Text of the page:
George Clooney vs. Backyard Oil

The other night, Arizona and I caught an episode of Backyard Oil, which follows a bunch of Kentuckians who have gone rags-to-riches discovering oil wells in their yards, and are wildcatting for new strikes. I couldn’t tell you why he and I glom shows like Deadliest Catch and Bering Sea Gold yet find many other pseudo-reality shows unwatchable … but Backyard Oil isn’t bad. (I started to abbreviate the title, but just no. This is not a blog about B.O. Maybe next week.)

Anyway, as we’re watching it, Arizona points to one of the oil drillers and says, “Hey, he looks just like that guy.” Which, of course, provoked the usual game of charades-plus-twenty-questions. You know, the one that starts with “What guy?” evolves to gestures and lots of “You know, the one in that movie,” and eventually (if I’m lucky) arrives at something I can work with, like: “He was the vendetta guy with Natalie Portman.” (Answer: Hugo Weaving.)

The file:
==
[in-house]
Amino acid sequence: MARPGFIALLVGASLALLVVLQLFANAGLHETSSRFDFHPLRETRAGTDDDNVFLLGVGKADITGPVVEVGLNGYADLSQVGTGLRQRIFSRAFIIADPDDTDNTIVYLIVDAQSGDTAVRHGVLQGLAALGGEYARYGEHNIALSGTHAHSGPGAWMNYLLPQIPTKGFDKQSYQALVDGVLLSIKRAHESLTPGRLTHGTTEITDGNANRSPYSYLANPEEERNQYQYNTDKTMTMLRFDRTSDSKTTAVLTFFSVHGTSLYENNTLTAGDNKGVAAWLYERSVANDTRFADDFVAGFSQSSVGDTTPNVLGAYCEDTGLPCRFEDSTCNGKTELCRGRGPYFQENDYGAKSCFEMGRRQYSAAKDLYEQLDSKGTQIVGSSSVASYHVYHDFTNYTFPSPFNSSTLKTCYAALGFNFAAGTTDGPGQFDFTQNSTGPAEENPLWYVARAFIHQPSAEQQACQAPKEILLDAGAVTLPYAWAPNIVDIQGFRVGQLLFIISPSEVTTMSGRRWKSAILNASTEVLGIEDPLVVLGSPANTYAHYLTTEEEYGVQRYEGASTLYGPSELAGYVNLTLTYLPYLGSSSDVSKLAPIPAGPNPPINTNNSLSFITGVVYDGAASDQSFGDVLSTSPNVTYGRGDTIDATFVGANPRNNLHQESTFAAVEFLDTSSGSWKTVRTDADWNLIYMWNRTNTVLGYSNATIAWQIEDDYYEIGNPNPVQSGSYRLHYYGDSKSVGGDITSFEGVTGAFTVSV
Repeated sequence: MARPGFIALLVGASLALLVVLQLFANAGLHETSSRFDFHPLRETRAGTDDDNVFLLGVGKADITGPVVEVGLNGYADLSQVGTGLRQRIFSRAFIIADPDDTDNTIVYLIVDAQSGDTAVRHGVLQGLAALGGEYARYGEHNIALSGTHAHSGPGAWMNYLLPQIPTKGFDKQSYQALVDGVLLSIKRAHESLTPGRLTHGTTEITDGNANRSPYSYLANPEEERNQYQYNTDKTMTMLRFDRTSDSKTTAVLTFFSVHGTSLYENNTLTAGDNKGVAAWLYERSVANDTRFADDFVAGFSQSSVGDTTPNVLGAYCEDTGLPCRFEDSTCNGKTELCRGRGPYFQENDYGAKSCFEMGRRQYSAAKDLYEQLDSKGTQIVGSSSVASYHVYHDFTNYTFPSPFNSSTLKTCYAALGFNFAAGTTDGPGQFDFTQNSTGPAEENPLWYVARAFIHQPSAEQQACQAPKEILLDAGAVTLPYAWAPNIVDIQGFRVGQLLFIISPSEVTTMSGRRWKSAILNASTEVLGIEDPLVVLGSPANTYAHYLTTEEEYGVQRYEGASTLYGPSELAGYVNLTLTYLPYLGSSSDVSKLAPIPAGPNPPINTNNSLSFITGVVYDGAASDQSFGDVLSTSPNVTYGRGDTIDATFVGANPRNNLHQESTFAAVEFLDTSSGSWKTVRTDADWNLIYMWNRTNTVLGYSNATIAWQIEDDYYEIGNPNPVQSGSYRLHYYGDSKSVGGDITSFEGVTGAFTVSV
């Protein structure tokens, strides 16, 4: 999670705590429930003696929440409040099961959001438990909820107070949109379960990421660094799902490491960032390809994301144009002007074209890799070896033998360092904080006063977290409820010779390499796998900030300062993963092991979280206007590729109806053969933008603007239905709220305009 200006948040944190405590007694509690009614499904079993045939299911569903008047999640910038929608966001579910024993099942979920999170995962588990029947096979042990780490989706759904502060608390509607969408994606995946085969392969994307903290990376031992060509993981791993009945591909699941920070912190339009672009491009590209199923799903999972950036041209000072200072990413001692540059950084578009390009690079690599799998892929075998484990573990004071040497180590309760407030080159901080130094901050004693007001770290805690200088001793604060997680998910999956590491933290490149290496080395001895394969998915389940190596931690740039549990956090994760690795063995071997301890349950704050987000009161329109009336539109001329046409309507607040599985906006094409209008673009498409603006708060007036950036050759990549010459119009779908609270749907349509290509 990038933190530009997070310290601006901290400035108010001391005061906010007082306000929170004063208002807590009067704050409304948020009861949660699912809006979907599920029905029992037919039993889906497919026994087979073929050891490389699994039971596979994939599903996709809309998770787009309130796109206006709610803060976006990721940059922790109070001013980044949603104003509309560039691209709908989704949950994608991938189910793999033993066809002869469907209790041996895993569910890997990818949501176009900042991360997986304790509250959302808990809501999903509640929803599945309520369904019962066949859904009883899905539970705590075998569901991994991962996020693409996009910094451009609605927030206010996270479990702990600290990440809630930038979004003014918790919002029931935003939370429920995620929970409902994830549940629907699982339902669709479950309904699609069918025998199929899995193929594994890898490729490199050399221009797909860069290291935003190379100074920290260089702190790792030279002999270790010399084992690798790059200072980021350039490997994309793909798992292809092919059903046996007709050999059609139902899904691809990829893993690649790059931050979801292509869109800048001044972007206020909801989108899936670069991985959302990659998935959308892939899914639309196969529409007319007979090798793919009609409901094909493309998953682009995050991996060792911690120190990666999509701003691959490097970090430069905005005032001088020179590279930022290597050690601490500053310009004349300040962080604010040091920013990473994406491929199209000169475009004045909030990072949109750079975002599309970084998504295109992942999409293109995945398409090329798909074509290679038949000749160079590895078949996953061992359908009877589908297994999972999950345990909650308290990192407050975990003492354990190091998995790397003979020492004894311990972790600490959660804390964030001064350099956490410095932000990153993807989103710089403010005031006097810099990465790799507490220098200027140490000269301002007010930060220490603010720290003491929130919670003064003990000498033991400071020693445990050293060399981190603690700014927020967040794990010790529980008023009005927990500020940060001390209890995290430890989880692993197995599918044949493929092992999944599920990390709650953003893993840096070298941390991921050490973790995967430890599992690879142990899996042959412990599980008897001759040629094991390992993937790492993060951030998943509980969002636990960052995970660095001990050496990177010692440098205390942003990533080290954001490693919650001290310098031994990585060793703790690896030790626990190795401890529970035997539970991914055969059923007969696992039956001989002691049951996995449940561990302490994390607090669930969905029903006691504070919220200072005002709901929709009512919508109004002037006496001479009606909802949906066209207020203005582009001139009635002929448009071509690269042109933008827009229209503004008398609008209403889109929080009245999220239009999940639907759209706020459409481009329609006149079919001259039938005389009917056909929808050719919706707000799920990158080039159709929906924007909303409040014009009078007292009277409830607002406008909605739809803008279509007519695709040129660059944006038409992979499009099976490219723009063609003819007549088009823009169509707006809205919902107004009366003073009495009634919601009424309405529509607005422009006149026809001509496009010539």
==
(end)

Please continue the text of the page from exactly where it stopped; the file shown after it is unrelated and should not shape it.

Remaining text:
Now, if we’re talking about an actress, Arizona will know her name, vital stats, and that she’s married to “that other guy.” But when it comes to the male half of the species, he can name exactly four actors: Will Ferrell, Sam Elliot, the guy who plays Iron Man, and everyone else. Thus, the interpretive dance of “You know, the guy with the eyes. He was in Big Lebowski.” (Answer: Steve Buscemi.)

In the case of the Backyard Oil guy, I didn’t have a clue which actor we were talking about. So the conversation went like this:

Arizona: “He was in the movie that retold that story. You know, Homer.”

Me: “Simpson?”

Arizona (waves hands): “No, the other one. Ancient civilizations, required reading, boats.”

Me: “The Iliad? The Odyssey?”

Arizona: “Yeah. Except with a jailbreak in the deep south.”

(Long hesitation.)

Me (Not so sure about the epic journey, but putting together the other clues.): “O Brother Where Art Thou?”